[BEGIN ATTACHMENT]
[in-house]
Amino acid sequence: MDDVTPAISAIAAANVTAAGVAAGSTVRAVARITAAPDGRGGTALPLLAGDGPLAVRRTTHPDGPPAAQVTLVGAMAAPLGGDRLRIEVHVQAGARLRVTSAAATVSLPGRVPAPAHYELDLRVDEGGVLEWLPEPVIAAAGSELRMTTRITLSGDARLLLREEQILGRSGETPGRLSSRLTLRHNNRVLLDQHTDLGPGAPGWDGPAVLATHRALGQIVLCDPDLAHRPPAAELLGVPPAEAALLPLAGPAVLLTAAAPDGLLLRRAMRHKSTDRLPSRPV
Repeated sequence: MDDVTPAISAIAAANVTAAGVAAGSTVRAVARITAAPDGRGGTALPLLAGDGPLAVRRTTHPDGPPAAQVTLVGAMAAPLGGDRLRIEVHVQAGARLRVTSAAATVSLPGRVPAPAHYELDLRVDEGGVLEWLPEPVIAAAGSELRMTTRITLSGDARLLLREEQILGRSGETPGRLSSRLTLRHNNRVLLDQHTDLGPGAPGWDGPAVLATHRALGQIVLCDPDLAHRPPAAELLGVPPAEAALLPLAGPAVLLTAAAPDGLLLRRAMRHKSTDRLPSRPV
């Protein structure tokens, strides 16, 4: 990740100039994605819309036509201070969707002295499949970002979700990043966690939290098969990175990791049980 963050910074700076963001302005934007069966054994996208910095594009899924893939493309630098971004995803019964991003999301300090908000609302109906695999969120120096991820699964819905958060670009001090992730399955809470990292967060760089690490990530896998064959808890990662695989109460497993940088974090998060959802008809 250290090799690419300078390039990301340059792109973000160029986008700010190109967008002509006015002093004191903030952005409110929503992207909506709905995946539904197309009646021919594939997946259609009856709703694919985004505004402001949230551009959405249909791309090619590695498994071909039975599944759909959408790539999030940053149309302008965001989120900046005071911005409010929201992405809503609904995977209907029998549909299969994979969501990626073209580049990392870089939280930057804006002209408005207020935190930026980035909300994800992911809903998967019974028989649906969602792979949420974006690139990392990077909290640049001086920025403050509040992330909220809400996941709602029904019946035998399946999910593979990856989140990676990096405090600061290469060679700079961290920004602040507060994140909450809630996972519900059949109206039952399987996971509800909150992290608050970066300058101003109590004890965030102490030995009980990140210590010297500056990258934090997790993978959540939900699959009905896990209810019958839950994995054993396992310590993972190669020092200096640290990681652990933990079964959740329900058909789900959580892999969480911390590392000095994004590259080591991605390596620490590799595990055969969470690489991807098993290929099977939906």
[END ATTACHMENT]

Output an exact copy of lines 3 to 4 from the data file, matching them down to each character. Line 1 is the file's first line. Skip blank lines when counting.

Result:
Repeated sequence: MDDVTPAISAIAAANVTAAGVAAGSTVRAVARITAAPDGRGGTALPLLAGDGPLAVRRTTHPDGPPAAQVTLVGAMAAPLGGDRLRIEVHVQAGARLRVTSAAATVSLPGRVPAPAHYELDLRVDEGGVLEWLPEPVIAAAGSELRMTTRITLSGDARLLLREEQILGRSGETPGRLSSRLTLRHNNRVLLDQHTDLGPGAPGWDGPAVLATHRALGQIVLCDPDLAHRPPAAELLGVPPAEAALLPLAGPAVLLTAAAPDGLLLRRAMRHKSTDRLPSRPV
């Protein structure tokens, strides 16, 4: 990740100039994605819309036509201070969707002295499949970002979700990043966690939290098969990175990791049980 963050910074700076963001302005934007069966054994996208910095594009899924893939493309630098971004995803019964991003999301300090908000609302109906695999969120120096991820699964819905958060670009001090992730399955809470990292967060760089690490990530896998064959808890990662695989109460497993940088974090998060959802008809 250290090799690419300078390039990301340059792109973000160029986008700010190109967008002509006015002093004191903030952005409110929503992207909506709905995946539904197309009646021919594939997946259609009856709703694919985004505004402001949230551009959405249909791309090619590695498994071909039975599944759909959408790539999030940053149309302008965001989120900046005071911005409010929201992405809503609904995977209907029998549909299969994979969501990626073209580049990392870089939280930057804006002209408005207020935190930026980035909300994800992911809903998967019974028989649906969602792979949420974006690139990392990077909290640049001086920025403050509040992330909220809400996941709602029904019946035998399946999910593979990856989140990676990096405090600061290469060679700079961290920004602040507060994140909450809630996972519900059949109206039952399987996971509800909150992290608050970066300058101003109590004890965030102490030995009980990140210590010297500056990258934090997790993978959540939900699959009905896990209810019958839950994995054993396992310590993972190669020092200096640290990681652990933990079964959740329900058909789900959580892999969480911390590392000095994004590259080591991605390596620490590799595990055969969470690489991807098993290929099977939906």